COSTELLO: So who's that person driving a pick-up truck at his Texas ranch over the weekend?

Yep, it's the president of the United States. and if you look closely, you'll see that he isn't wearing his seatbelt, either.

What about that, your boss wearing a seatbelt, Tony Snow?

TONY SNOW, WHITE HOUSE PRESS SECRETARY: Well, it's always important to wear seatbelts, especially when driving slowly on the ranch. But I think it's -- it's, in point a fact something, that, you know -- we encourage everybody to wear their seatbelts.

COSTELLO: It's not known if President Bush will be watching governor Corzine's public service announcement.

Now, technically, the president wasn't breaking the law. Texas is one of 49 states that requires adults to wear seatbelts, though it doesn't require it on private property.

Which state doesn't require adult seatbelt use?

New Hampshire.

And just this week, the Live Free Or Die state legislature voted in a committee to keep it that way, even, though 77 percent of fatal crashes there involve people not wearing seatbelts.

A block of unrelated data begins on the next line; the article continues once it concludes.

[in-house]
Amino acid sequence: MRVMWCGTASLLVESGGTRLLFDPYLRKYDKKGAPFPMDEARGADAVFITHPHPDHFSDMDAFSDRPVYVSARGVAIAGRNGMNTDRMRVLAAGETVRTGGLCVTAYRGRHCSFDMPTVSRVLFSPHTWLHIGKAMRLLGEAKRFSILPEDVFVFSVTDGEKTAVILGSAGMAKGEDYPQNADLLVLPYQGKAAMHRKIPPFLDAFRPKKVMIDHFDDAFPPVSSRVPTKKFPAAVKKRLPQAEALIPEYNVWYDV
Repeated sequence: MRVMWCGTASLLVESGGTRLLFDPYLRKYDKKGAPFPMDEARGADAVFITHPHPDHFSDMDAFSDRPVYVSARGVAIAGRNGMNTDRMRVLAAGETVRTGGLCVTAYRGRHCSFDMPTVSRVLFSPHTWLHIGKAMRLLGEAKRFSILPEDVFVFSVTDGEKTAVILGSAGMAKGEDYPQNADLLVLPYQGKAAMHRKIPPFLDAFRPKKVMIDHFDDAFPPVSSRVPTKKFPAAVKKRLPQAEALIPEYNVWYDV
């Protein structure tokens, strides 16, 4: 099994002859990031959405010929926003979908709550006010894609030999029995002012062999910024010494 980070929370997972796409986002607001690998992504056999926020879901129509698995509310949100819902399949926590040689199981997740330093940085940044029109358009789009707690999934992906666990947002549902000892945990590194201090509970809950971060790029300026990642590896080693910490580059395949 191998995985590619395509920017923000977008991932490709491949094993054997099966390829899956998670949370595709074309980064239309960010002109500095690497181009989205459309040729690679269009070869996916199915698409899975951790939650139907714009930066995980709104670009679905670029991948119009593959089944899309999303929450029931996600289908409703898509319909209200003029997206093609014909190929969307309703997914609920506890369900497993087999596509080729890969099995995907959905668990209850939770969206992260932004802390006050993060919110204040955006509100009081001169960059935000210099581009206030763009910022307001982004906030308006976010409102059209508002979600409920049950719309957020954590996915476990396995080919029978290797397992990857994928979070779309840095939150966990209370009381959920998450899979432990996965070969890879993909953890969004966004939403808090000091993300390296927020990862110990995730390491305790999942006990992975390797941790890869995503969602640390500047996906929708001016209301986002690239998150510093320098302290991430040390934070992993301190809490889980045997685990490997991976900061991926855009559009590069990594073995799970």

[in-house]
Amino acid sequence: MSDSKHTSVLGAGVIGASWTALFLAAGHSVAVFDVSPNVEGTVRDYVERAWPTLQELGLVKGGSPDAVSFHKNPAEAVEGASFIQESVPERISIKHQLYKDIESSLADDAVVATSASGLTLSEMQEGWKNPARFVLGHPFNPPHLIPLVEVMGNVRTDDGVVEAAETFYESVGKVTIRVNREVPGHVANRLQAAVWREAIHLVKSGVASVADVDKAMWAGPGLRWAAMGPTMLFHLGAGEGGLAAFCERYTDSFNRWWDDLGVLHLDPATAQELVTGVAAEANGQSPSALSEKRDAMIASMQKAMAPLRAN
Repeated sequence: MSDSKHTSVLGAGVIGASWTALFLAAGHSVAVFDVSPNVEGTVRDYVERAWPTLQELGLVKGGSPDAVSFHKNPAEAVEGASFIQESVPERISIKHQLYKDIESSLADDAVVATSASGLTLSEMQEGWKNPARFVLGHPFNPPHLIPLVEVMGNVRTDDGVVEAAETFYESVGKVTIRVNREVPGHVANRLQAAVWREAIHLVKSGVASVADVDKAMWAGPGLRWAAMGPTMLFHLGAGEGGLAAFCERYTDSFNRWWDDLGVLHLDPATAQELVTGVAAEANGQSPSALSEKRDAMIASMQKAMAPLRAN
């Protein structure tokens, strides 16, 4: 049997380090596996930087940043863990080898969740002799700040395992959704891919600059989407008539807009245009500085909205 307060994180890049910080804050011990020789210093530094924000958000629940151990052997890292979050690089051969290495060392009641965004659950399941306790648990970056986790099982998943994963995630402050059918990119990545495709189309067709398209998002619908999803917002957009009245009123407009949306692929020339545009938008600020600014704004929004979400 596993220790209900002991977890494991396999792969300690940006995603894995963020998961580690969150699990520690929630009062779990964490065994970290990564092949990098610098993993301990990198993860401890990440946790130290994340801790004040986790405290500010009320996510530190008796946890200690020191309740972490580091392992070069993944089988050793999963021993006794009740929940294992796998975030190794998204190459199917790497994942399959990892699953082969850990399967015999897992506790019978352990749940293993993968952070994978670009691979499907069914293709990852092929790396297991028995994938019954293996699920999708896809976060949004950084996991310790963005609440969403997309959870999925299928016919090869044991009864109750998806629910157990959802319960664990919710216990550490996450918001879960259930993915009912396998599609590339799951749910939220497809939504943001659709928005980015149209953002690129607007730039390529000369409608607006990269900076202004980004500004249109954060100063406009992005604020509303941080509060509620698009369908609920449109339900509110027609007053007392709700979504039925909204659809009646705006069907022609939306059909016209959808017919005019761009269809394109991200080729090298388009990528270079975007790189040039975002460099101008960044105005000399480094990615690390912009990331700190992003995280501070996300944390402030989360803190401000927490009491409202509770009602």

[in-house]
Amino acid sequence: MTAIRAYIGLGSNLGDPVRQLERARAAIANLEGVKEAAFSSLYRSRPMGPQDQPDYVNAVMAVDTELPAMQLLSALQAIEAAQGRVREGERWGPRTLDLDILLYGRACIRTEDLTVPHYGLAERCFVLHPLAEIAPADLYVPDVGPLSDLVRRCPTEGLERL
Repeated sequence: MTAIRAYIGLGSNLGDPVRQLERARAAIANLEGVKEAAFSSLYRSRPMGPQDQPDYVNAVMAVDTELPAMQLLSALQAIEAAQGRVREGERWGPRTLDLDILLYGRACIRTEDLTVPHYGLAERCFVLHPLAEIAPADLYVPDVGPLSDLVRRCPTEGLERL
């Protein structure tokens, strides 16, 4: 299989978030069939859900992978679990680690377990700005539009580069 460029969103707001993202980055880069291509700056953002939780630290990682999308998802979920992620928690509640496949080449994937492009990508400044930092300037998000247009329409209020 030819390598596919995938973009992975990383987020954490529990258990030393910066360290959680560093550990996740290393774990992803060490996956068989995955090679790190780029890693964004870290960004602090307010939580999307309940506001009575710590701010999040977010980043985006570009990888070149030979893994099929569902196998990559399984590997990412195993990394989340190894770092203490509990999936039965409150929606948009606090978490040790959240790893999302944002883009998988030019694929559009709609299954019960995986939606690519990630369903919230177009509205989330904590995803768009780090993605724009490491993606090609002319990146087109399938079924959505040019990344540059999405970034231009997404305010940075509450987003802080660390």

Perhaps they, too, might want to take a look at Governor Corzine's message.


CORZINE: Buckle up.



COSTELLO: It's just such common sense.

You know, as Corzine left the hospital in a wheelchair, he apologized to his state, promising to set a good example.

And, Wolf, this is the start.

BLITZER: I think he is setting a good example and let's learn from his awful, awful mistake. All of us should buckle up.

Carol, thank you.

Coming up, all that toxic dust from the collapse of the World Trade Center Towers has claimed another victim. Carol's going to be back with that story.

And what if all U.S. troops in Iraq were equipped with GPS technology? Brian Todd takes a closer look at the possibility of being able to locate quickly someone who's been captured.

Stick around.

You're in the in THE SITUATION ROOM.